Photo Credit: FineArtAmerica.com
I can’t fault the editors at Sportsnet for going with the sexy angle in giving a title to Jeff Blair’s latest, Unless Bautista, Encarnacion lower their demands they’re gone after 2016, but that’s hardly all that his post was about.
For me the most important bit came at the very end, after Blair ran through the Jose and Edwin stuff, a bit on how Troy Tulowitzki might be really, really good (hint: he is), a section on scouts struggling with the notion of sending Aaron Sanchez to the bullpen (because they’re so utterly enamored with his stuff), and how the Jays’ backup catcher situation (and organizational depth) is still… not good.
It was after all that (but before an interesting nugget about the current Ken Williams fiasco in Chicago and the Jays’ interest in him last winter) that he tells us not to worry so much about the club’s future in Dunedin. “It would be a major shock if a deal isn’t struck before the end of the regular season,” he says.
Well, unless you’re a taxpayer in Dunedin or Pinellas County, I suppose. But actually, the city seems awfully determined to keep the Jays and — more importantly — our sweet delicious tourism dollars.
Dunedin is quaint in a Florida kind of way, and as weird as the setup is there, you’ve at least got the Yankees and Phillies close, and it’s not terribly far to the Tigers in Lakeland, or the Pirates in Bradenton, or the Orioles in Sarasota, as well. Plus, a lot of Jays fans have long and deep ties to the area already, and many players make their homes there already. The fact that they’re wanted certainly helps too — Shapiro discussed with Blair on his radio show last week that when Cleveland moved out of Winter Haven under his watch in 2008, there were definitely not the same feelings.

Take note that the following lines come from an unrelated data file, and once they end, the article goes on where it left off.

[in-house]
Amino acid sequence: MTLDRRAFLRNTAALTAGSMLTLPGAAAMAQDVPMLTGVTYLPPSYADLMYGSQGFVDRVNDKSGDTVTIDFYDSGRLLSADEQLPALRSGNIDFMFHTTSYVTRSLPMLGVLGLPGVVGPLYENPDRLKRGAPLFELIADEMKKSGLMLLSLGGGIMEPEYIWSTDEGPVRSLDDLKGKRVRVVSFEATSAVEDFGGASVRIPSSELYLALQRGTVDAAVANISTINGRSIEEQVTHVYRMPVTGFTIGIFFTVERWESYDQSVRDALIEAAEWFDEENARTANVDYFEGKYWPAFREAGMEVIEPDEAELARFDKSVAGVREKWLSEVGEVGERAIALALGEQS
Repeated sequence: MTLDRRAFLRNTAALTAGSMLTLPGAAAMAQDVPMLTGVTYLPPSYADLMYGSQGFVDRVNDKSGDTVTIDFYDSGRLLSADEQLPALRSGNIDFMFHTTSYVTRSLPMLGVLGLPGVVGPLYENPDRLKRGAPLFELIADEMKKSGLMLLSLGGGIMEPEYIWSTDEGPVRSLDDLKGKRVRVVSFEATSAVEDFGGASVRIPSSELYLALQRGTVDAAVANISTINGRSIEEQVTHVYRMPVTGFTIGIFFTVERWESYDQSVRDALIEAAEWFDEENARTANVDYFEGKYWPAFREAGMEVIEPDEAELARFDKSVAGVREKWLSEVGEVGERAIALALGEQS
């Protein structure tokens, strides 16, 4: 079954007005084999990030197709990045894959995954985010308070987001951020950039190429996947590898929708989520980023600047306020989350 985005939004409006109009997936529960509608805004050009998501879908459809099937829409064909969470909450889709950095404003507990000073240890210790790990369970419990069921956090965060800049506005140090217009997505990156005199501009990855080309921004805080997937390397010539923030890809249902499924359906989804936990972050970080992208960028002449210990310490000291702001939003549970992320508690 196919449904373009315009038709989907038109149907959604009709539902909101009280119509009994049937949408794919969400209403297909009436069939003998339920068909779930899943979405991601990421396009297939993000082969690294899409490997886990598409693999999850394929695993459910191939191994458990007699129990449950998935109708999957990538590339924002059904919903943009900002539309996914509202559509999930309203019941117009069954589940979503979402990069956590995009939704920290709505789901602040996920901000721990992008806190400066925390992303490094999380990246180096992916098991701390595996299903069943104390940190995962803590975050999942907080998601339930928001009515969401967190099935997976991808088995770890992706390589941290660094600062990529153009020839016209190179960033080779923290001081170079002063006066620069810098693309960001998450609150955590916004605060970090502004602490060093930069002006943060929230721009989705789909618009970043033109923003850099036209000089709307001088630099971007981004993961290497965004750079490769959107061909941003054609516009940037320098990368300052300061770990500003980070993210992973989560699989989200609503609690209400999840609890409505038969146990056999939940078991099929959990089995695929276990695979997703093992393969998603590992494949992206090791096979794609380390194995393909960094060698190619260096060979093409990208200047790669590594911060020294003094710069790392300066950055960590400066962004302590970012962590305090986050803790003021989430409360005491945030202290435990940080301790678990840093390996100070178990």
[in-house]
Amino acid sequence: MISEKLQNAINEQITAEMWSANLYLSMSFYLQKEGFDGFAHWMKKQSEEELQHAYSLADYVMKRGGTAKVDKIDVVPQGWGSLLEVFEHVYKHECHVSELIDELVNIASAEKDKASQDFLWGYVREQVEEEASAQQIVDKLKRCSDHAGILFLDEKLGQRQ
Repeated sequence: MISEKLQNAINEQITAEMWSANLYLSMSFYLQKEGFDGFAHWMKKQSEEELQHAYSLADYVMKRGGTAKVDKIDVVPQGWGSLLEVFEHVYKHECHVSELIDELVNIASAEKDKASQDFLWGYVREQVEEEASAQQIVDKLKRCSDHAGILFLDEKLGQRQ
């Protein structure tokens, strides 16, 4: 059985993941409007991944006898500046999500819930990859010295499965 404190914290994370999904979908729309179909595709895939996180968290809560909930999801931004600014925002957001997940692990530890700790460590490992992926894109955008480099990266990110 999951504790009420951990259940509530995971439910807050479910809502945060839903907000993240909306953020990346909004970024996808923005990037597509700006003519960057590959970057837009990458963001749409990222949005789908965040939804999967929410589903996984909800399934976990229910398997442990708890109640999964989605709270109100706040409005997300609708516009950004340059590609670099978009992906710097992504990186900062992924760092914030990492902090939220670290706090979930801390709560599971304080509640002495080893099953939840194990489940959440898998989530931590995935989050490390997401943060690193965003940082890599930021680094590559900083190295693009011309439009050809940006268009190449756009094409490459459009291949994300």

It’s not perfect, but there’s a lot to like about it, despite disadvantages like the fact that the team doesn’t have enough real estate to be housed at a single complex. According to Blair, that’s not about to change, either:
The organization, city of Dunedin, and Pinellas County have made progress on a plan that would refurbish Florida Auto Exchange Stadium while building a new 365-day training and sports science centre at the Bobby Mattick Training Complex, the site of the organization’s minor-league facility.
He adds that “all sides seem to have decided that logistics weigh against making the spring training stadium the focal point of training and rehabilitation.”
I can live with that!
Of course, I’m not the one being asked to ride the buses or make umpteen trips across the state over the course of six weeks.